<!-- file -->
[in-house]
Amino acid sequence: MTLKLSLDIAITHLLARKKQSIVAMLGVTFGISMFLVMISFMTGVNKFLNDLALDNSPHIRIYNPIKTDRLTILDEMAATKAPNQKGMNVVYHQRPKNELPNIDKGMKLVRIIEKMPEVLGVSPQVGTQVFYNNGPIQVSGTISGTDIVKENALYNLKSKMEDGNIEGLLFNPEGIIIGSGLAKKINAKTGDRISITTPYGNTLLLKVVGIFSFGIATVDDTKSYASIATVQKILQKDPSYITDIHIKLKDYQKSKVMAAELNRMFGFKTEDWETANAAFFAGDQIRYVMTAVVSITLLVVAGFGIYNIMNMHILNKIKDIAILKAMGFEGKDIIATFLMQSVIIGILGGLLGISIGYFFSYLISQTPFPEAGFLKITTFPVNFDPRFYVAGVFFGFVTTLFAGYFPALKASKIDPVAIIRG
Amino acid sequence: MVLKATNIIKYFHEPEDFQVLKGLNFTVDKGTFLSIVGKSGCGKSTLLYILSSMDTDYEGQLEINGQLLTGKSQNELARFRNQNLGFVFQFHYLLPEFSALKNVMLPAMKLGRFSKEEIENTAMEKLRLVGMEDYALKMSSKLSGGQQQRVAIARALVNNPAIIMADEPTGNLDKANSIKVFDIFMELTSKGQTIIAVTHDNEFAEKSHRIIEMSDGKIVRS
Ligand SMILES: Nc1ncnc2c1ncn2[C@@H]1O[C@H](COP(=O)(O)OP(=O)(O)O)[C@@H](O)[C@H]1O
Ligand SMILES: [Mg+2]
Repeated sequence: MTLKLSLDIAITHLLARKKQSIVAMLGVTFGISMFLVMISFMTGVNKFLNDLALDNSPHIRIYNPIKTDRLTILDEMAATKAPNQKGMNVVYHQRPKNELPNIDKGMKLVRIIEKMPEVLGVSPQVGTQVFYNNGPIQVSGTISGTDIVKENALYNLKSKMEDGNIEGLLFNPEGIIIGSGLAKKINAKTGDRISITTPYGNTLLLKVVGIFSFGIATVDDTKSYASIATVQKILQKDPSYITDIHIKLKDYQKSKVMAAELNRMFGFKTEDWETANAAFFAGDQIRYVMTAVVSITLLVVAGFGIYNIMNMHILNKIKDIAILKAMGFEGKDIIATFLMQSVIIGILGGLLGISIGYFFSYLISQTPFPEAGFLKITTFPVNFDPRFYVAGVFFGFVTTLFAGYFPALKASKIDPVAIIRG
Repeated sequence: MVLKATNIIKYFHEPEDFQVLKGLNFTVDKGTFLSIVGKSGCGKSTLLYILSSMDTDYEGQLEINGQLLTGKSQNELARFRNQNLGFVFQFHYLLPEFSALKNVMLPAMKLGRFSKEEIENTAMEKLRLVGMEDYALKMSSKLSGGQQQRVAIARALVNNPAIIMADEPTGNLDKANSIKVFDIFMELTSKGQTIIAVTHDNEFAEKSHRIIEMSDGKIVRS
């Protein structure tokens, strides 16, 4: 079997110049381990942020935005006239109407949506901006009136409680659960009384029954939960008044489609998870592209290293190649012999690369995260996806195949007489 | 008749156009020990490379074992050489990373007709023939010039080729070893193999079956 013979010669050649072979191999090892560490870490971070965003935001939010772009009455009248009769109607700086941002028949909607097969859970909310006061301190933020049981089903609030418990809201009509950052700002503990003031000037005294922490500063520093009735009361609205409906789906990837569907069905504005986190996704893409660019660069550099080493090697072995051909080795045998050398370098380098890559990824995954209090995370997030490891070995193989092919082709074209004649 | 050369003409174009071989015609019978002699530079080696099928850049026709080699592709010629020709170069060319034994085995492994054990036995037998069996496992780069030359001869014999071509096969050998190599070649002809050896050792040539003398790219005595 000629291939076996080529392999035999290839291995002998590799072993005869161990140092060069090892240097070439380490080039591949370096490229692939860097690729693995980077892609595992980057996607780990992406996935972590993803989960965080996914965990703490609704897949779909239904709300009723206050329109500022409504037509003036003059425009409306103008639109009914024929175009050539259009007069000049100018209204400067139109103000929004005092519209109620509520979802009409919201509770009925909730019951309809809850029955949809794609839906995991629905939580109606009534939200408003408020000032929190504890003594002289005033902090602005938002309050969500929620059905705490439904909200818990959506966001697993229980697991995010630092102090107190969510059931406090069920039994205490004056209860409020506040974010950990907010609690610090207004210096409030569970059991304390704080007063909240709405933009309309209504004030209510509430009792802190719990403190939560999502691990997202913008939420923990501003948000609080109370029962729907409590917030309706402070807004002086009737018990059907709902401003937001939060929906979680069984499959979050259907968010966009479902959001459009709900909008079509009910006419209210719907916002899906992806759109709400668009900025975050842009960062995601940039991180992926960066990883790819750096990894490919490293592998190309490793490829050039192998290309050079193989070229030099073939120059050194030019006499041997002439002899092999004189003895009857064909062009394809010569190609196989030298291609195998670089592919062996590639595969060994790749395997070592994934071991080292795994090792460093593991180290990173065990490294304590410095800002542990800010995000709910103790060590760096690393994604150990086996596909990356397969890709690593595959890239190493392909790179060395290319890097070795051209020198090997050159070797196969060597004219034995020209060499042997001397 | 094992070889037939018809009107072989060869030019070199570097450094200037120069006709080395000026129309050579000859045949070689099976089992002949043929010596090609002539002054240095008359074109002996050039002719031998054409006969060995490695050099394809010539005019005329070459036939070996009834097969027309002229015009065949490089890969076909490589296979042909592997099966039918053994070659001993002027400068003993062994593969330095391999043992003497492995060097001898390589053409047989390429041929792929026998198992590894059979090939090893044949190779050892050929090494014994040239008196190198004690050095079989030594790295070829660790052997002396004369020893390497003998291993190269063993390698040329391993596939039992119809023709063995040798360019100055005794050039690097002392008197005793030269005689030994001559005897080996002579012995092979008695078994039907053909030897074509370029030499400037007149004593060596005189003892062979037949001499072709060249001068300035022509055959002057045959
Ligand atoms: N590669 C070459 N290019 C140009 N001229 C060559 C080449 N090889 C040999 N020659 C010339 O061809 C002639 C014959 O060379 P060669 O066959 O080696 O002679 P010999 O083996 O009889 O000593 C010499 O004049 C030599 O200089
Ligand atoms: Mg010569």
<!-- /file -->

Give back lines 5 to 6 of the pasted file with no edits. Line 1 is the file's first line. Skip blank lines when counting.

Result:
Ligand SMILES: [Mg+2]
Repeated sequence: MTLKLSLDIAITHLLARKKQSIVAMLGVTFGISMFLVMISFMTGVNKFLNDLALDNSPHIRIYNPIKTDRLTILDEMAATKAPNQKGMNVVYHQRPKNELPNIDKGMKLVRIIEKMPEVLGVSPQVGTQVFYNNGPIQVSGTISGTDIVKENALYNLKSKMEDGNIEGLLFNPEGIIIGSGLAKKINAKTGDRISITTPYGNTLLLKVVGIFSFGIATVDDTKSYASIATVQKILQKDPSYITDIHIKLKDYQKSKVMAAELNRMFGFKTEDWETANAAFFAGDQIRYVMTAVVSITLLVVAGFGIYNIMNMHILNKIKDIAILKAMGFEGKDIIATFLMQSVIIGILGGLLGISIGYFFSYLISQTPFPEAGFLKITTFPVNFDPRFYVAGVFFGFVTTLFAGYFPALKASKIDPVAIIRG